On Sunset Boulevard, along one of Los Angeles’ busiest thoroughfares, in West Hollywood, Netflix distills its messages on a giant billboard. Messages in the literal sense of the term: these are only short texts, Twitter style, but in large format. Not to praise the products offered by the Los Gatos firm, but to evoke a state of mind, start a conversation. To make people talk, in short.
Black letters on a white background, the few words are displayed like the titles on the facade of an old neighborhood cinema. “Don’t give up on your dreams. We started with DVDs », could we read some time ago. Or : “Scare your ex. Change your password. » Renewed every Monday, the messages often hit the mark. Internet users readily relay them on the Internet. Bet won for the thinking heads of marketing.
With “Narcos”, Netflix awakens the ghosts
But not all Netflix ads always have the same effect. At least not on everyone. One fall day in 2017, Sebastian Marroquin lands in Paris for the French release of his book Pablo Escobar, my father (Hugo Publishing). Real name Juan Pablo Escobar, the author settles accounts with the former leader of the Medellin cartel, who died when he was a teenager, and his oppressive shadow. An oppressive shadow as far as Paris: at the exit of Roissy-Charles-de-Gaulle airport, the bus that flies under the eyes of Sebastian Marroquin displays the portrait of an actor resembling his father.
Netflix then enjoyed resounding success with its series Narcos, devoted to the hunt for Pablo Escobar. Around the world, we immerse ourselves for hours – 3 seasons, 30 episodes in all – in the Colombia of the dark years. Even as the Andean nation negotiates peace with the Revolutionary Armed Forces of Colombia (Farc) in Havana and opens up to tourism; Even though almost a quarter of a century has already passed since the death of the godfather of the Colombian godfathers, in 1993, Netflix awakens the ghosts. In Paris as elsewhere, viewers unfamiliar with Colombia see bombs explode in Bogota, weapons crackle at every crossroads… Another time, another country. But the same clichés: drugs, sex and big guns.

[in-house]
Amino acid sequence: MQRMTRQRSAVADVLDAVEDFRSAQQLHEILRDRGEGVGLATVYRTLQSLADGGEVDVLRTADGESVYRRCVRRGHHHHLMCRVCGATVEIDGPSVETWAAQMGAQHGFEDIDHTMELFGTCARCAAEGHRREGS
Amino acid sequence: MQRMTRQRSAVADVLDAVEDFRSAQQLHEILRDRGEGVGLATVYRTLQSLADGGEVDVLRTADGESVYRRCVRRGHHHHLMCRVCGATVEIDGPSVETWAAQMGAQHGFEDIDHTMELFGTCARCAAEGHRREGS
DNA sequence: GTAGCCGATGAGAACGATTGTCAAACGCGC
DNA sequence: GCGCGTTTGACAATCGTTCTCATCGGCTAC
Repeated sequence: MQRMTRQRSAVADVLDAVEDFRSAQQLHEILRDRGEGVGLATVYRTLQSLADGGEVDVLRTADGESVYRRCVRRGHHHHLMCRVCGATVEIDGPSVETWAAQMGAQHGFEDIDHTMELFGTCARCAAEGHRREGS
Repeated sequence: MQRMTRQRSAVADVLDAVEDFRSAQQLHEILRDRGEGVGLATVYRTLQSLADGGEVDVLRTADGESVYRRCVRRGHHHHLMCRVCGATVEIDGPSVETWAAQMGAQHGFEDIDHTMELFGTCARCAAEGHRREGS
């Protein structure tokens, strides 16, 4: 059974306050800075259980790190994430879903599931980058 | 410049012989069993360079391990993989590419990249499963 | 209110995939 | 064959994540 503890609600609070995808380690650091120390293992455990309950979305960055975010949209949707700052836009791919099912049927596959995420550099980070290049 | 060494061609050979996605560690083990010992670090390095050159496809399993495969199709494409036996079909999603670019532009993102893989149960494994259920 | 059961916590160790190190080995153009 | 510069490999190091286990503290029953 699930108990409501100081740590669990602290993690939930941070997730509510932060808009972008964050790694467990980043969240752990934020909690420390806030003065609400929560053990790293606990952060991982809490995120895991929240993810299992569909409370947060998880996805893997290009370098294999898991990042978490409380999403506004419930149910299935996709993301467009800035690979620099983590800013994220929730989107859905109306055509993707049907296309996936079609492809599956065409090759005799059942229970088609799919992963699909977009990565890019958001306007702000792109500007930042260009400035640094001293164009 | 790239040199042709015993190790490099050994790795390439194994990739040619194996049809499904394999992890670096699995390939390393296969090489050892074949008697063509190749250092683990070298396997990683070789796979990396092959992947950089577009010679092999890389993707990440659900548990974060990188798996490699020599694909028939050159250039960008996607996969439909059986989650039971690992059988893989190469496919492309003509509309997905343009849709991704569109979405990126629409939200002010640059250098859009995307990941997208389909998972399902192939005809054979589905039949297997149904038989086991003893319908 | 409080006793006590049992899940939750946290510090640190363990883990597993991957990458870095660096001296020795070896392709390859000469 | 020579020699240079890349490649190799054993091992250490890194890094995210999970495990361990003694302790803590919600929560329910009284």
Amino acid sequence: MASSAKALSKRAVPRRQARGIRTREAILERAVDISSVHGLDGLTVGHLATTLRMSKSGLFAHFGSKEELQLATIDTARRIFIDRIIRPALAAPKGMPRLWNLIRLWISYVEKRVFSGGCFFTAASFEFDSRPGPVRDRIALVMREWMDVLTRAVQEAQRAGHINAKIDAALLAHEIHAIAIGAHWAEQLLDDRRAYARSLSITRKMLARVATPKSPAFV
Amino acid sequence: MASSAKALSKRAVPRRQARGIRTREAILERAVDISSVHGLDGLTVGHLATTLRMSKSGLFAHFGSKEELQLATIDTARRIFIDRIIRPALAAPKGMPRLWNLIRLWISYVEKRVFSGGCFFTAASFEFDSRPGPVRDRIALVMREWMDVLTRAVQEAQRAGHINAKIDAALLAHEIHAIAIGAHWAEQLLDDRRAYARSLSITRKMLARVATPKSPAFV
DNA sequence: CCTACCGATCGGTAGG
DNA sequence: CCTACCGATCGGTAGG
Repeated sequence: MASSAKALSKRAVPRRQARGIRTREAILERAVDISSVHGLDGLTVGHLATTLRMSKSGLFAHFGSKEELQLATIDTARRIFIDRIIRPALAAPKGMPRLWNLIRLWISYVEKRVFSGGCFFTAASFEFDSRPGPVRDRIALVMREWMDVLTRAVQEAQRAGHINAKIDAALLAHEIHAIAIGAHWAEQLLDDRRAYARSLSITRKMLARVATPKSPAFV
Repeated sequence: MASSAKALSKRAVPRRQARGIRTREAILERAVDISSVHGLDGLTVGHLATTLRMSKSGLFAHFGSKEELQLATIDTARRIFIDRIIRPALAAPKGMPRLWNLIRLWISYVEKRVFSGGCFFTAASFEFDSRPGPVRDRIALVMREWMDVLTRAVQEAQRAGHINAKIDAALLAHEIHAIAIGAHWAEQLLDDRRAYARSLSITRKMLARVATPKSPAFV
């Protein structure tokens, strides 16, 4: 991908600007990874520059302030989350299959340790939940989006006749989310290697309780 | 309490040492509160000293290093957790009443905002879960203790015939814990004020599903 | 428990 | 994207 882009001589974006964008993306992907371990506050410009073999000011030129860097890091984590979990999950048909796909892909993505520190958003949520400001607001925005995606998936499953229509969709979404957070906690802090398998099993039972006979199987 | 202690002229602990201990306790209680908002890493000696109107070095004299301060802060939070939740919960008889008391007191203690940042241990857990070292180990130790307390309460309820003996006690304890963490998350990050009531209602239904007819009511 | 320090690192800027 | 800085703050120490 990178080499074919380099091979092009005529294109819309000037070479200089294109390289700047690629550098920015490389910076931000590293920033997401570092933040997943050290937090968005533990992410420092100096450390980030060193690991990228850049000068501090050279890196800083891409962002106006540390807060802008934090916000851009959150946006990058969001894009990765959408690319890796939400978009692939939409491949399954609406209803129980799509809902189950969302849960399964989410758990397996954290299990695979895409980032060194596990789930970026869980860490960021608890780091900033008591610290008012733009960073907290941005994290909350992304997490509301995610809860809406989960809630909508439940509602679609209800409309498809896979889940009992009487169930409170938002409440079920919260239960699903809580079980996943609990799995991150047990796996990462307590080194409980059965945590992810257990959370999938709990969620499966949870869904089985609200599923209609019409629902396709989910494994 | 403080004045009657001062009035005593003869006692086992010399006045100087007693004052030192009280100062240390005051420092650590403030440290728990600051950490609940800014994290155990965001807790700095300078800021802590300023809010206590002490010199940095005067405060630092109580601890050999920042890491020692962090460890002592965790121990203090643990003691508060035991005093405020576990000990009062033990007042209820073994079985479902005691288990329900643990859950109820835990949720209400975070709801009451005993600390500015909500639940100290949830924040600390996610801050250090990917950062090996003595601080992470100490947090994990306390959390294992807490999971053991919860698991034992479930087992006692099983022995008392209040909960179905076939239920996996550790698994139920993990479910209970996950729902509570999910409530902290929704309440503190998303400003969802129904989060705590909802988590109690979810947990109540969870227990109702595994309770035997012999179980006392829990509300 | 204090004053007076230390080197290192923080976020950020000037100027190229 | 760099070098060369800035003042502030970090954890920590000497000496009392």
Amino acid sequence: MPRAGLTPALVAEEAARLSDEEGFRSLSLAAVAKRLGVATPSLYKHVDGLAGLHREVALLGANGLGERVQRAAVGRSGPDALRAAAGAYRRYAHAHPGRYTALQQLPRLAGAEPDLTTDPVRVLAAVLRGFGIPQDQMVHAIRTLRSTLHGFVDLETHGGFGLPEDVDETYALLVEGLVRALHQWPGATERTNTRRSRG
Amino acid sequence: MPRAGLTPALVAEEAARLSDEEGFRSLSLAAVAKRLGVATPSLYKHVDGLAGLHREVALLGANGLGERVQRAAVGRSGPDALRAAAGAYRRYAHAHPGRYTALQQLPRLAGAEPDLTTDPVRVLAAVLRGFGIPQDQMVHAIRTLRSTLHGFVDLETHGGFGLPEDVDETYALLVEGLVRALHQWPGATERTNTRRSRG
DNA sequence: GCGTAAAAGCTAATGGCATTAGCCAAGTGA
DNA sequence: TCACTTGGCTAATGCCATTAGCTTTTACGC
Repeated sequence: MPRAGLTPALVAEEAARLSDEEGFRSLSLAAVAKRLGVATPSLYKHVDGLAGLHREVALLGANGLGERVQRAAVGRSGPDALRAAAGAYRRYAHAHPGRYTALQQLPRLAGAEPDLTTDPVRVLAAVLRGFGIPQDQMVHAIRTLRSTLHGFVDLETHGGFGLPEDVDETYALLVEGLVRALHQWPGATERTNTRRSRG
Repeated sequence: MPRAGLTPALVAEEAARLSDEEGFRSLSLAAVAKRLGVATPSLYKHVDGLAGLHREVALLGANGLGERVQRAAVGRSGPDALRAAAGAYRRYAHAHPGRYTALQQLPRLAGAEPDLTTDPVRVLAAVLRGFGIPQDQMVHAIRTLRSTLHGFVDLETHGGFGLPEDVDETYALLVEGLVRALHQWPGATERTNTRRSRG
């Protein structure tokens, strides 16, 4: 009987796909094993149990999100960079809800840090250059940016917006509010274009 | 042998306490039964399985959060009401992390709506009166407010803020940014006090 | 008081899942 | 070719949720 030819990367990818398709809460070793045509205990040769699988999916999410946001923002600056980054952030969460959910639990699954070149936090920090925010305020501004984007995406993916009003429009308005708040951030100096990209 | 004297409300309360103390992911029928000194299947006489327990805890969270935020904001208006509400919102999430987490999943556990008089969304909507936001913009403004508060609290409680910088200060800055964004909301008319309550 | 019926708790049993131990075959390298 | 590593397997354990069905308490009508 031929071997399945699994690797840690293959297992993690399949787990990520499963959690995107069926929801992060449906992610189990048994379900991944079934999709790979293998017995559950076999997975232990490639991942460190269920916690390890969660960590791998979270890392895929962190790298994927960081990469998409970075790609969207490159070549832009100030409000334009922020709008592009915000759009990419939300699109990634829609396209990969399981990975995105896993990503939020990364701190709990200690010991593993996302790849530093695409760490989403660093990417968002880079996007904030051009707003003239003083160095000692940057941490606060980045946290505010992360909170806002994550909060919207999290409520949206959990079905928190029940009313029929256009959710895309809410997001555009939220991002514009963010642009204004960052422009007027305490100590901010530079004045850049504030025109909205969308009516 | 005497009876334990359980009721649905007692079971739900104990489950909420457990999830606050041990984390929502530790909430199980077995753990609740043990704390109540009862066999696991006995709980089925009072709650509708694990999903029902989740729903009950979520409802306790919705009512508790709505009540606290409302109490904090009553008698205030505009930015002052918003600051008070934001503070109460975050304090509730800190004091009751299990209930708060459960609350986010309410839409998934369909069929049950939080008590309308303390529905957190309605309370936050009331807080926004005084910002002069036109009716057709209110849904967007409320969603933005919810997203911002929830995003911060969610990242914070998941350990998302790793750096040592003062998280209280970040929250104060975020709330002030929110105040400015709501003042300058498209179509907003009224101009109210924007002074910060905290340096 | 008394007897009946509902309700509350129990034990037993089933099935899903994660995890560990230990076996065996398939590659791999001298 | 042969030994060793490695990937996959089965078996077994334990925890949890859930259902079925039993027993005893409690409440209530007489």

One does not write literature with good feelings, they say. The same is probably true of television series: the bastards often have the best role on the small screen. The planet has long seen the United States through the prism of dallas and its ruthless universe. Same thing with House of Cards, one of Netflix’s first “original” series, broadcast from 2013. For its big debut, the Silicon Valley firm had bet on a remake of an English series from the early 1990s, in Great Britain. Post-Thatcher Britain. Transposed to Washington, it presented an unscrupulous but skilful politician, sowing desolation in his path.
“Narcos” was the perfect shot
At the time, Netflix had to move on to creation. Because, over time, studios like Disney and Warner had ended up raising the pot of roses: by selling the rights to their content to Netflix, they made their competitor’s fortune. They therefore undertook to get their hands on their catalogs to supply their own streaming platforms, or to be more demanding financially. But this awakening was late. Arrogant, Hollywood studios have long looked down on the Silicon Valley upstart. In California, a twelve-year-old quote still circulates: in 2010, when the Los Gatos start-up took off and displayed its ambitions, Jeff Bewkes, boss of Time Warner, remained unmoved: “It’s a bit like wondering if the Albanian army is going to conquer the world. I do not believe that. »
To hit hard, Narcos was the perfect shot, even if Netflix wasn’t innovating. Because in terms of a taste for the macabre and the bloody, Colombia is not to be outdone… It is even there that the concept of “narconovela” was born, an adaptation of the traditional “telenovela”, a long soap opera rose water, to the fiery universe of the drug barons. In 2006, Caracol Television embarked on this new audiovisual adventure by adapting a book as direct as it is evocative, Sin tetas, no hay paraiso (“Without breasts, no paradise”). It was already a question of cocaine, killers… and breast implants.
But, for Juan Pablo Escobar, coming face to face with his father after more than ten hours of flight, and twenty years of separation, arriving in Paris in 2017 was a bit… annoying. Especially since he had the feeling that the series made his father dead ” glamour “. “I got messages on Facebook from people all over the world, and even pictures of people taking pictures like my dad”he said.
“Netflix made us discover foreign series”
He himself had contacted the Los Gatos firm when he heard about the project, to give his own version of the facts. In vain: the screenwriters of Netflix had already secured the services of former agents of the DEA, the American organization in charge of the fight against drugs. The world has therefore discovered a very American vision of the Escobar years, reinforcing the already heavy and charged imagination associated with Colombia.
Netflix has understood the danger: to respond to accusations of a new “neocolonialism”, local productions have subsequently been developed. Not without some spectacular successes, such as Money Heist (Spain), from 2017-2018. “It’s great, Netflix made us discover foreign series, and America got into the subtitles”welcomes John, an actor of British origin who played in the series Daredeviladaptation of the Marvel universe for Netflix.
But for how long ? For Reed Hastings, the founder of Netflix, the future is in dubbing. “Think about technology deepfakewhich synchronizes the lips so that nothing is noticed”he confided a few years ago to an Australian newspaper.
Soon, Pablo Escobar will therefore be a polyglot… But, in the meantime, the streaming giant continues to invest without limit. Until offering Martin Scorsese and Robert de Niro in 2019. Netflix is at the top…